Anatomic Considerations and Reconstruction of the Thumb Flexor Pulley System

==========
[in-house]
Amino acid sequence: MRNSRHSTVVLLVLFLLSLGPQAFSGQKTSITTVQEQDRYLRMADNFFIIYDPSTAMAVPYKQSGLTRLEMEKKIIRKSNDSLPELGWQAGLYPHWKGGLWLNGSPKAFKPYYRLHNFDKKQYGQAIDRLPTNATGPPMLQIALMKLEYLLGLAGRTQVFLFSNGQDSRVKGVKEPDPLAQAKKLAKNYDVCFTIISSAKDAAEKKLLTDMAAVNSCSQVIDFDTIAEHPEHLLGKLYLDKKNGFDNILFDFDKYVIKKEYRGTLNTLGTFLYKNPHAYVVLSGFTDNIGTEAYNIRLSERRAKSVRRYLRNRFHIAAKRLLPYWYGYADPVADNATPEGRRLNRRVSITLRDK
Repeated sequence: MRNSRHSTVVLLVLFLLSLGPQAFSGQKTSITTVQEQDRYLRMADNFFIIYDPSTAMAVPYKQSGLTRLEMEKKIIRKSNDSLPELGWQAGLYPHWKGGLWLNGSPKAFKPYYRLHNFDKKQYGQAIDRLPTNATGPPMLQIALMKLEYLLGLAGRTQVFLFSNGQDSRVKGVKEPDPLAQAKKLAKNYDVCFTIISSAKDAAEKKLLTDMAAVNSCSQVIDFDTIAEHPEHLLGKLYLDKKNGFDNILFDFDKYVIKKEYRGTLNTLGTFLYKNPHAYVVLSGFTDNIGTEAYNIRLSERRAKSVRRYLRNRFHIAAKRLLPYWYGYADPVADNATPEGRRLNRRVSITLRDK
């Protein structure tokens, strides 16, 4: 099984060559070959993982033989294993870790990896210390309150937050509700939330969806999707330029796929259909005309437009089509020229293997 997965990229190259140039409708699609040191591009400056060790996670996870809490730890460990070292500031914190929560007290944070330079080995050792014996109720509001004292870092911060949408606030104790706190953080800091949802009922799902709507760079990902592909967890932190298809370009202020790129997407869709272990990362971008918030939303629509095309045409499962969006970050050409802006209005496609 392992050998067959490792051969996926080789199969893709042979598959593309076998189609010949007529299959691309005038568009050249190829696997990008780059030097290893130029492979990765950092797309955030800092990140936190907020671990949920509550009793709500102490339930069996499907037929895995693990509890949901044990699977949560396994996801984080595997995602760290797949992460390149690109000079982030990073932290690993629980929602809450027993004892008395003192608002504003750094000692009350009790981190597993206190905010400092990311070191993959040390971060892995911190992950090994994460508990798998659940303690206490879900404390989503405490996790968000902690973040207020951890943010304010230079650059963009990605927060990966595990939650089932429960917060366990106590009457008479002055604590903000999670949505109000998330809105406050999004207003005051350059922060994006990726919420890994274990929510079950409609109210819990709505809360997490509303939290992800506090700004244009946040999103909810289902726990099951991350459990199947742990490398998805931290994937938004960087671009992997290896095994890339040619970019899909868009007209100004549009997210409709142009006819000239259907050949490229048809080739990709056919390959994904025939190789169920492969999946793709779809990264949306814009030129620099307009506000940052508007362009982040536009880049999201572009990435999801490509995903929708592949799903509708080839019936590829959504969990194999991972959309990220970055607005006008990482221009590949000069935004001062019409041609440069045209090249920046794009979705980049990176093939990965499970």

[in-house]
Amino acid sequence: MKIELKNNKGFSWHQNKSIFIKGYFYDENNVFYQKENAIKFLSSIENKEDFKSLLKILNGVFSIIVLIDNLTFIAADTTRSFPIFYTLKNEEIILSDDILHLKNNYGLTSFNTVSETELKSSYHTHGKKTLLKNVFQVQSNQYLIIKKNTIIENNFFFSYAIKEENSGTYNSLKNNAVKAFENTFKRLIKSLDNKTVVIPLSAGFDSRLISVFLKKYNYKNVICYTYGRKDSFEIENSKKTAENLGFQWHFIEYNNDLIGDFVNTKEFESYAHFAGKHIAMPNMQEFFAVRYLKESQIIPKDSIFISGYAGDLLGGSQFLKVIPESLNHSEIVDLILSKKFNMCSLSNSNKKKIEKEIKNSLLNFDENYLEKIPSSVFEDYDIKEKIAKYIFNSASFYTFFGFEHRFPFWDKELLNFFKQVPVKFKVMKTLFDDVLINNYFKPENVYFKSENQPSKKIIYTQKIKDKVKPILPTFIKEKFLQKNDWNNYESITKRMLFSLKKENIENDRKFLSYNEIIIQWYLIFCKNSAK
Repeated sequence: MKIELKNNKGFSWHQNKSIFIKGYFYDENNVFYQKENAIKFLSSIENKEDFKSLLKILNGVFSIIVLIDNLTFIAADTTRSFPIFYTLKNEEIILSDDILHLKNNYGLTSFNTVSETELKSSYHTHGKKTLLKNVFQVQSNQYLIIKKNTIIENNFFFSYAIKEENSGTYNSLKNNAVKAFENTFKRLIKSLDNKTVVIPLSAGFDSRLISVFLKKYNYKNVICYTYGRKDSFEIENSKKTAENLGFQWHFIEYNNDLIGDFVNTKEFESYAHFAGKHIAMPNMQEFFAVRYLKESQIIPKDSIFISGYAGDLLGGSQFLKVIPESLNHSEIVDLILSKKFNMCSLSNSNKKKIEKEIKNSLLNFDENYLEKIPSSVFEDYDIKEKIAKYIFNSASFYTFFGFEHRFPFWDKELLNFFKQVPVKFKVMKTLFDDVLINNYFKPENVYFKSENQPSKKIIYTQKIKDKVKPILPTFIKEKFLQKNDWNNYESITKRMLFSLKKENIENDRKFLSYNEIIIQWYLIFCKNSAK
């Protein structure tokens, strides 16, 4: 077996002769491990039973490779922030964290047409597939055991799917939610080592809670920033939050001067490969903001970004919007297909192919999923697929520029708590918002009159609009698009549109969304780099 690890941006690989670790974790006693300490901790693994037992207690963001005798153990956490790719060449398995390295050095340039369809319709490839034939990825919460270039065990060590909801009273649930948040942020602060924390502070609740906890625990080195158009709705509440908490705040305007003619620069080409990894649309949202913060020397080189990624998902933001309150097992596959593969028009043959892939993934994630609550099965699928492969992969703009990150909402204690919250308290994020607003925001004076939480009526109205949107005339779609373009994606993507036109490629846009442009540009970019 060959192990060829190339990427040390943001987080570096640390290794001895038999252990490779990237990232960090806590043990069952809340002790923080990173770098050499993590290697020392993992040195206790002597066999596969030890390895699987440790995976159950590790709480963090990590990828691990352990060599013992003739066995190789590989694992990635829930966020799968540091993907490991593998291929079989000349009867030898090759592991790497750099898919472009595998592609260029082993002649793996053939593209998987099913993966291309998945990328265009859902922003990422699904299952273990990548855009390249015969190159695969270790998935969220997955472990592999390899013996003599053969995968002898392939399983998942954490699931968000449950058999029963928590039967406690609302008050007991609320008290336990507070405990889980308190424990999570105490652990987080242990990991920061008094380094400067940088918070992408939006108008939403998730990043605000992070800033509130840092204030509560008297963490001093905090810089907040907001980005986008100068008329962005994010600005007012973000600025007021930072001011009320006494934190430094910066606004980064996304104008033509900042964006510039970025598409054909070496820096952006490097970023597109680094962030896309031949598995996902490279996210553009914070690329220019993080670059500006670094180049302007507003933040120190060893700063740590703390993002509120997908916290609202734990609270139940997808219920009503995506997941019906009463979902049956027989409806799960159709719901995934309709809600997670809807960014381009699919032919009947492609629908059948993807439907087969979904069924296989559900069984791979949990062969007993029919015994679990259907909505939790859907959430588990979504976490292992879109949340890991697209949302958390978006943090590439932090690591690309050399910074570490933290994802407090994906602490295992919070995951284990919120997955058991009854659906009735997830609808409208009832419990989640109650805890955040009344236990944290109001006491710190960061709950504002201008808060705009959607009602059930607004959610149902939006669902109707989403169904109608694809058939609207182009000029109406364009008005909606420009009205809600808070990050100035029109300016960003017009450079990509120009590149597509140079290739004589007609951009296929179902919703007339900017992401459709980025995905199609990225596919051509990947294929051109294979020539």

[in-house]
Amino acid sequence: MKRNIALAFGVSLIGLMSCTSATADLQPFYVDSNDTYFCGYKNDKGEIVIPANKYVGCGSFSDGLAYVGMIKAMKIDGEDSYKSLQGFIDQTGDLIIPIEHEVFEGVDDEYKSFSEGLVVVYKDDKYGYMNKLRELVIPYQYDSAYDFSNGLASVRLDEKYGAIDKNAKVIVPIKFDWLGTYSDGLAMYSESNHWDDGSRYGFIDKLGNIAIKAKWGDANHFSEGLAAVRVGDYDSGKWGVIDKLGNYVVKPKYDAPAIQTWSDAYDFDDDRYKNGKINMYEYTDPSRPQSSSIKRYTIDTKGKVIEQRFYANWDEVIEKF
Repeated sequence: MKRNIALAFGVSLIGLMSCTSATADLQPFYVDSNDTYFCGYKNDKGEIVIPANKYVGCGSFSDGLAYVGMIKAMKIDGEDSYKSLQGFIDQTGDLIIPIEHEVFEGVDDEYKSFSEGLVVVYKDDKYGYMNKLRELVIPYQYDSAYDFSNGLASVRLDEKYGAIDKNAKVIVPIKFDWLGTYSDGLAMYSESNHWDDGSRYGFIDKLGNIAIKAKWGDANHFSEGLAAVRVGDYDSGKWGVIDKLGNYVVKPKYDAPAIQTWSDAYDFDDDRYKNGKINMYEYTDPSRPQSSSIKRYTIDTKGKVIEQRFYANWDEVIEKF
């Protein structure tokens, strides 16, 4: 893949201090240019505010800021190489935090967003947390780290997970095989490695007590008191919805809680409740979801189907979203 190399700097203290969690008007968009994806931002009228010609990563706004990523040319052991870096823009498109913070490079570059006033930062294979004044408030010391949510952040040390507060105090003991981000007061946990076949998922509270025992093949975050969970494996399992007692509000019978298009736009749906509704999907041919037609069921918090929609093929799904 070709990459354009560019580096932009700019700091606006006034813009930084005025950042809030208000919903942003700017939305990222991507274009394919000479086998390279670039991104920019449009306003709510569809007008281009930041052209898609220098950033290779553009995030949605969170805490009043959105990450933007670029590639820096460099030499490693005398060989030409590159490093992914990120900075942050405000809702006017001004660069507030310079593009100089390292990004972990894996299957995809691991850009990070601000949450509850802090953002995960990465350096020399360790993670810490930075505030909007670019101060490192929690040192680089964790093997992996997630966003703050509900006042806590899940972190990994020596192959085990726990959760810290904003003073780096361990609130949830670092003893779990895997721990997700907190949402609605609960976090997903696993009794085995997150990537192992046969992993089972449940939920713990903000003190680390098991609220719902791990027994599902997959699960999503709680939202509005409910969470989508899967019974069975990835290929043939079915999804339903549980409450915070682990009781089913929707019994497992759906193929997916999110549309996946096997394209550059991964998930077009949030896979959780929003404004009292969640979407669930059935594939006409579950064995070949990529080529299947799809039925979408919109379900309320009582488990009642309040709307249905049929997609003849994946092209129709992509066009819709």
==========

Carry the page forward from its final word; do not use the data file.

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Disruption to the flexor pulley system of the thumb is an infrequent but devastating injury that can lead to significant compromise in both strength and function. Acute rupture leads to pain, weakness, reduced range of motion (ROM), and potential bowstringing of the flexor tendons. Conservative treatment with a pulley ring should be considered in all patients. However, failure of conservative treatment and bowstringing of the thumb are indications for operative intervention. Reconstruction of the oblique pulley system can be performed either in situ or using a free palmaris longus graft. Care should be taken to identify the neurovascular bundles to avoid compression during the reconstruction. Conscious sedation protocols augmented by ultrasound-guided sheath blocks allow the patient to actively and strongly contract the flexor pollicis longus tendon intraoperatively to appropriately tension the construct for optimal results. Rehabilitation should be performed in a stepwise manner beginning with early passive ROM, active ROM, and finally strengthening at around 8 weeks postoperative.



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